Letters to inmates are encouraged. The MIN of an inmate should be clearly printed on main that you send. Also be aware that all letters are opened by prison staff and screened for illegal activity before they are passed on to inmates. Some correctional centres allow friends and family to send clothing, books and magazines to inmates, but you will need to enquire with the specific centre before sending anything more than letters.

Video Visits

If you live too far away from the correctional centre, or if you or other members of an inmate’s friends and family are hindered from visiting in person by disability or age, visits via video link can be arranged.

An inmate can apply for a video visit from inside the correctional centre and can nominate up to 4 adults and 4 children to participate in the visit. The application process takes around 2 weeks. If and when the application is approved you will get a call to coordinate the visit. You will be required to go to somewhere with the necessary technology for the visit.

Video visits can go for up to one hour, and you can bring whatever you like to show through the screen.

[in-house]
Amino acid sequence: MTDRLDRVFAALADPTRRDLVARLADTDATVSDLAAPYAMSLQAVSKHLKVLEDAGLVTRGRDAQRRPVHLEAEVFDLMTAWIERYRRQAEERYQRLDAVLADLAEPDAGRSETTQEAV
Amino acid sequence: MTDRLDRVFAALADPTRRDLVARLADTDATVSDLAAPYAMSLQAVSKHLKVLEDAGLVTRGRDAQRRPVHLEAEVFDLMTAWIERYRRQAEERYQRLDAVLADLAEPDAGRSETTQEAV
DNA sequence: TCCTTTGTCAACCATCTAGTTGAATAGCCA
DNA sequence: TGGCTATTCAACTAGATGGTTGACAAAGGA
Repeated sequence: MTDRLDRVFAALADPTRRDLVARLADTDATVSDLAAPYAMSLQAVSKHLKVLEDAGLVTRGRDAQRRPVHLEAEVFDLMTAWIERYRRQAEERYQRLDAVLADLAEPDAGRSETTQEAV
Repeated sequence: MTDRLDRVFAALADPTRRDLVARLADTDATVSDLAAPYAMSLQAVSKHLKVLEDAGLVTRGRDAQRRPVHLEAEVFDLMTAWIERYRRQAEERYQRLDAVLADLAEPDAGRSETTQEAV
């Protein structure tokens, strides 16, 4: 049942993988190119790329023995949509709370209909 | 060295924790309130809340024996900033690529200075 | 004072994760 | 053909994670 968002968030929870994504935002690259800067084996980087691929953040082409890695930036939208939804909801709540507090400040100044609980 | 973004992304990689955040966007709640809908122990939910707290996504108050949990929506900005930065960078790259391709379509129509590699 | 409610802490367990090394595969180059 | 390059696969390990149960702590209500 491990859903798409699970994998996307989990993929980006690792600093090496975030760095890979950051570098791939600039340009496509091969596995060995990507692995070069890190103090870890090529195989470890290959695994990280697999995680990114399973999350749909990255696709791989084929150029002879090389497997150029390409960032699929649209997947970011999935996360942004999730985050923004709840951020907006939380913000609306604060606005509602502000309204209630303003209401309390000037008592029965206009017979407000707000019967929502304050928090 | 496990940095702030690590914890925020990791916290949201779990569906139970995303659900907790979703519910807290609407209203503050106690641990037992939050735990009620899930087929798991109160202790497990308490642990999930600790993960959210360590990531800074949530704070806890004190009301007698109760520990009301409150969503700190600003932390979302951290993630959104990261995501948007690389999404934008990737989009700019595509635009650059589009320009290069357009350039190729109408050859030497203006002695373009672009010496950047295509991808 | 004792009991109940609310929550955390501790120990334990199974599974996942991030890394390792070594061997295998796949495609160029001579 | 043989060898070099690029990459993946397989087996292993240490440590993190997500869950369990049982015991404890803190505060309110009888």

What can I do if I have a Problem with Jail Staff on a Visit?

You should first ask to speak with the most senior staff member on duty or wait and call the General Manager of the correctional centre on the next working day to make your complaint.

If you are dissatisfied with the outcome of your complaint at the correctional centre level you can write to the Commissioner of Corrections or in limited circumstances contact the NSW Ombudsman.



If you suspect that you may be under investigation, or if you have been charged with an offence, it is vital to get competent legal advice as early as possible. Our lawyers are highly specialised in criminal law and will be able to guide you through the process while dealing with the various authorities related to your matter.